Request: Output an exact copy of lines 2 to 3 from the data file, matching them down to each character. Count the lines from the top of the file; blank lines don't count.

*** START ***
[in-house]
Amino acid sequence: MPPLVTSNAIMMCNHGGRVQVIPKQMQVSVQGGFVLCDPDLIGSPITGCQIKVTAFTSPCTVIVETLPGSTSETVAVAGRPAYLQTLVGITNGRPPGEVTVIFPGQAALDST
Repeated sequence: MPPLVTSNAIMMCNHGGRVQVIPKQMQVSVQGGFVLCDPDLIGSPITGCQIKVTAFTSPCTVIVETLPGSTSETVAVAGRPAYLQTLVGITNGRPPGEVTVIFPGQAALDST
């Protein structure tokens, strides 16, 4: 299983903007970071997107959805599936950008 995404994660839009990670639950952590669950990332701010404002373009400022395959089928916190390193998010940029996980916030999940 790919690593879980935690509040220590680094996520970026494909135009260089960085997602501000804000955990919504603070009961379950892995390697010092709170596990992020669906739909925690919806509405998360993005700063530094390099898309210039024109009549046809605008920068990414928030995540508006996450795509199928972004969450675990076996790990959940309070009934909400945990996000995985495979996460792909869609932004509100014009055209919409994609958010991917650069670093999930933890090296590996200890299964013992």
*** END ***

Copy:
Amino acid sequence: MPPLVTSNAIMMCNHGGRVQVIPKQMQVSVQGGFVLCDPDLIGSPITGCQIKVTAFTSPCTVIVETLPGSTSETVAVAGRPAYLQTLVGITNGRPPGEVTVIFPGQAALDST
Repeated sequence: MPPLVTSNAIMMCNHGGRVQVIPKQMQVSVQGGFVLCDPDLIGSPITGCQIKVTAFTSPCTVIVETLPGSTSETVAVAGRPAYLQTLVGITNGRPPGEVTVIFPGQAALDST